That said, in index terms the USD still remains comfortably in an uptrend. Recent activity readings from China to Germany have increased hopes that the worst in terms of global growth slowdown could be behind us. But an increase in trade tensions could jeopardise the green shoot evident in activity readings, so the prospects of a new round of Fed easing may also come with additional stimulus from other major central banks. The Fed of course has more room to move, but ultimately, a major decline in the USD needs the fundamental economic case for a decisive shift out of USD assets.
Looking at G10 FX moves, true to form CHF (+0.51%,0.9862 ) and JPY(+0.40%, USD/JPY ¥108.61) sit at the top of the leader board benefiting from their safe haven attributes while GBP is also up there, +0.50% and currently trading at 1.2994. The pound briefly traded above the 1.30 mark, a level not recorded since early October, broad USD weakness has been one supporting factor and another one has been yet another poll which this time suggests the Tories have increased their lead ahead of the December 12 election. A Kantar survey put support for the Conservatives at 44% while Labour was unchanged on 32%.
Both the AUD (+0.37% @0.6841) and NZD (0.23%, @0.6516) have retained most of the gains from yesterday’s session, only showing a small pull back overnight as global equity markets headed south. Overnight NZD traded to a fresh 3-month high of 0.6533, before the trade headlines hit the screen while the AUD traded to an overnight high of 0.687, a level not seen over the past four weeks. Yesterday the AUD benefitted from better than expected GDP partials and an RBA Statement ( AU cash unchanged at 0.75% as expected), which perhaps wasn’t as dovish as some were picking.
Looking at EM FX, performance against the USD has been mixed ( ZAR -0.59% BRL +0.40%, domestic economic stories the drivers), but of note too USD/CNH traded to an overnight high of 7.0870, before settling at 7.0671, on Friday the pair was at 7.02.5 In the past the AUD has shown a great deal of sensitivity to CNH/CNY weakness, but that has not been the case over the past few days.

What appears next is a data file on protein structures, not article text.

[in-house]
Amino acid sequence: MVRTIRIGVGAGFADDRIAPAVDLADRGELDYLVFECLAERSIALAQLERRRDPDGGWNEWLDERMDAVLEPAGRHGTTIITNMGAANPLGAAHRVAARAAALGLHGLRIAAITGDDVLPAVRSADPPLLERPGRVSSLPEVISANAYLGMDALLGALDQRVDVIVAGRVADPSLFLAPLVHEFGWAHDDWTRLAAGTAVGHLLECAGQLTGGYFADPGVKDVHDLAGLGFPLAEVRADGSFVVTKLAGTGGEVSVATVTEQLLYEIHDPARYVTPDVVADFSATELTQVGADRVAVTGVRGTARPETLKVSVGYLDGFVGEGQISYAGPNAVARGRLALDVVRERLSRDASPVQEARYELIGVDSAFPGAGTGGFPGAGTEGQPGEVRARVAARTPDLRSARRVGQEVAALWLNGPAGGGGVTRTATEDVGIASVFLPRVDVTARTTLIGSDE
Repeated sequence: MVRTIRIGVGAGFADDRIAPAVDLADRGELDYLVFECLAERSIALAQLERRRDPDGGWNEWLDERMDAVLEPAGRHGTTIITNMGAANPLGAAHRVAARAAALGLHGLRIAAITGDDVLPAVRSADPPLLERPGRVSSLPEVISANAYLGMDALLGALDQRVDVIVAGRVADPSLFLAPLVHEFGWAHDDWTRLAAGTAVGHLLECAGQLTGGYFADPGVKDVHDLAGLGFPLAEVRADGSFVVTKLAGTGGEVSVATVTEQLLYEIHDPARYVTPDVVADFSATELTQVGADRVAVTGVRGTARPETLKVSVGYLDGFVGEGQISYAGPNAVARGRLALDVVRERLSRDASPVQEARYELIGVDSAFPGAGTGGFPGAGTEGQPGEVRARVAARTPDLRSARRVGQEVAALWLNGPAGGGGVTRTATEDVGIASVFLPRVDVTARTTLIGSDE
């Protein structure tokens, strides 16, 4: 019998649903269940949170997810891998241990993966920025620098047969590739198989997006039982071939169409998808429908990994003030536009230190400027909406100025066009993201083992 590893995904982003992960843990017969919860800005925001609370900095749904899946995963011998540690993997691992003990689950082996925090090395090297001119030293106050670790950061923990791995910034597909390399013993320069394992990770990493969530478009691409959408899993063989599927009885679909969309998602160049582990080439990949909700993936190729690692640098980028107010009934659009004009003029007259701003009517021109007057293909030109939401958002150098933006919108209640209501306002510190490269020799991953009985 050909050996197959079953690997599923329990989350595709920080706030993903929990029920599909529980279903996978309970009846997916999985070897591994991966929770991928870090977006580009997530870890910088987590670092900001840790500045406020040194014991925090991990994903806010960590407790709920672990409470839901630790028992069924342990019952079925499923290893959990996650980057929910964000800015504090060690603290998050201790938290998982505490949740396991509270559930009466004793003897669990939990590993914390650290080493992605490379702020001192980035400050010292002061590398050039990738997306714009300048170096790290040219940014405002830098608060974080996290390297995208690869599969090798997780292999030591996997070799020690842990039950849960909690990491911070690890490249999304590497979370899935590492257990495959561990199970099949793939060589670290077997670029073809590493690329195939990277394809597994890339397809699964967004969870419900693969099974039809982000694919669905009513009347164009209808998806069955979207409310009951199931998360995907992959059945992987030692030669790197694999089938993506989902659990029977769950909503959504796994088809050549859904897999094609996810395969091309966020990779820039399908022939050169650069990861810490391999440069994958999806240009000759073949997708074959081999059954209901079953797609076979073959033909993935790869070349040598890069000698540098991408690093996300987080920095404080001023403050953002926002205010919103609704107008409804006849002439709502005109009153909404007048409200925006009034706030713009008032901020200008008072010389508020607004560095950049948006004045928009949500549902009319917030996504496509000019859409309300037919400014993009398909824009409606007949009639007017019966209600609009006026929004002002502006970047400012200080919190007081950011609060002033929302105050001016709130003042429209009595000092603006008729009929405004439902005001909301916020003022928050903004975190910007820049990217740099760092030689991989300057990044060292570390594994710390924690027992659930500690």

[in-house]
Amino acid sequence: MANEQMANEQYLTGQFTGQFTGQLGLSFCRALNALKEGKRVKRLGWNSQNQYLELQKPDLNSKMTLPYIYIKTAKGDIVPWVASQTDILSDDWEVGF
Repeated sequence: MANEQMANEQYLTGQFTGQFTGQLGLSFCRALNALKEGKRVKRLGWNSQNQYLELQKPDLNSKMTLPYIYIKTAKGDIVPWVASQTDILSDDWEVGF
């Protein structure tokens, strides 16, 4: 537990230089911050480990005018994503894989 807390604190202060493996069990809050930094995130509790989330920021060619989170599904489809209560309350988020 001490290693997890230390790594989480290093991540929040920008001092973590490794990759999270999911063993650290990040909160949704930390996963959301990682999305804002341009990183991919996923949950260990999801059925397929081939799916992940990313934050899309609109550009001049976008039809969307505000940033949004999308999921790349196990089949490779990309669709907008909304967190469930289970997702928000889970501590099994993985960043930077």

Overnight the NZD showed little reaction to the GDT dairy auction which was softer than expected. The price index fell slightly (weighed down by butter prices), but this follows a strong improvement in pricing over recent months. Whole milk and skim milk powder prices were up 0.1% and 1.9% respectively.
EUR has been a bit of a laggard, barely rising against the weak USD. Bloomberg reports that ECB officials “face increasing pushback against their negative interest rate policy in private engagements with the region’s finance ministers”, with complaints about the detrimental impact on savings and pension systems.
- We have a busy calendar today with AU Q3 GDP, China Caixin Services PMI, US ADP, US ISM Non-Manufacturing and BoC policy decision.
- We upgraded our forecast for Australia’s Q3 GDP to 0.5% q/q/1.6% y/y from 0.3%/1.5%. Such an outcome would be just shy of the RBA’s implied quarterly forecast of 0.6 to 0.7% in Q3 and in line with the consensus estimate. The revision reflects stronger public demand than NAB had forecast – adding 0.3pp to GDP against our expectation of an 0.1pp contribution – and Monday’s stronger-than-expected stocks data.
- China’s Caixin services PMI is expected to edge up one tenth to 51.2 while ahead of the US non-farm payrolls report on Friday, the ADP employment change is expected at 135k. Meanwhile the November ISM Non-Manufacturing is expected to print at a solid 54.5, two tenth lower relative to its previous month reading.
- We expect the BoC to sit on the sidelines today while also retaining a mild easing bias, largely contingent on overseas event and concerns over an anaeimic Canadian consumer.